Nov. 26 (Bloomberg) -- Countrywide Financial Corp. fell more than 10 percent in New York Stock Exchange trading after U.S. Senator Charles Schumer urged the regulator of the Federal Home Loan Bank system to probe cash advances to the largest U.S. mortgage lender.
Schumer said he was alarmed by the volume of advances the system's Atlanta bank has made to Countrywide considering ``the rapid deterioration'' in the credit quality of some of the Calabasas, California-based company's mortgages. Schumer expressed his concerns in a letter sent today to Federal Housing Finance Board Chairman Ronald Rosenfeld.
The Atlanta bank has made $51.1 billion in advances to Countrywide as of Sept. 30, representing 37 percent of the bank's total outstanding advances, Schumer wrote, citing U.S. Securities and Exchange Commission filings.
The Federal Home Loan Bank is a quasi-non-governmental organization. Although it isn’t legally backed by taxpayer money, it’s widely perceived as having an implicit federal guarantee. This appears to be another example of using the taxpayers’ trust to bail out one of the major contributors to whole the subprime mortgage disaster. Companies like Charter don't deserve to bailed out by the FHLB or anyone else. They have been a bad faith player in the mortgage industry and they and their stockholders should pay the ultimate price for their activities.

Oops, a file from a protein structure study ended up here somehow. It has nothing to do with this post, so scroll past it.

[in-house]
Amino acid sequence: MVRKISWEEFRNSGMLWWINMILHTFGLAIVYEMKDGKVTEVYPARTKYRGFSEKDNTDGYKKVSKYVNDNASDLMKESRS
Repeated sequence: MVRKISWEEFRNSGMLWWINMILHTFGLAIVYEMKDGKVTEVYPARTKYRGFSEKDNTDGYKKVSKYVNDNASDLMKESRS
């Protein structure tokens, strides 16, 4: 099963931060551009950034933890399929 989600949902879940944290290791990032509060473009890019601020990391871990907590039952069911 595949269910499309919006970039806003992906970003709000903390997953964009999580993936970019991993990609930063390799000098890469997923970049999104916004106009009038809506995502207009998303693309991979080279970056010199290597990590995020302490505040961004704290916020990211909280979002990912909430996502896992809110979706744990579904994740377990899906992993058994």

This is especially true when you consider just how bad a financial position Charter Communications really is in. You have to ask yourself why they are being propped up like they are.
Charter Communications (CHTR) Charter now has over $19 billion in debt and a market cap of only $486 million. It stock has recently fallen from $4.93 to $1.20. In the last quarter, Charter had $105 million in operating income on $1.525 billion in revenue. Interest expense was $452 million. Charter is up against increasing competition from satellite TV and telecom companies. It does not have the capital it needs to upgrade its infrastructure to stay in the competitive game.
If you're interested you can read a little more over at nakedcapitalism.com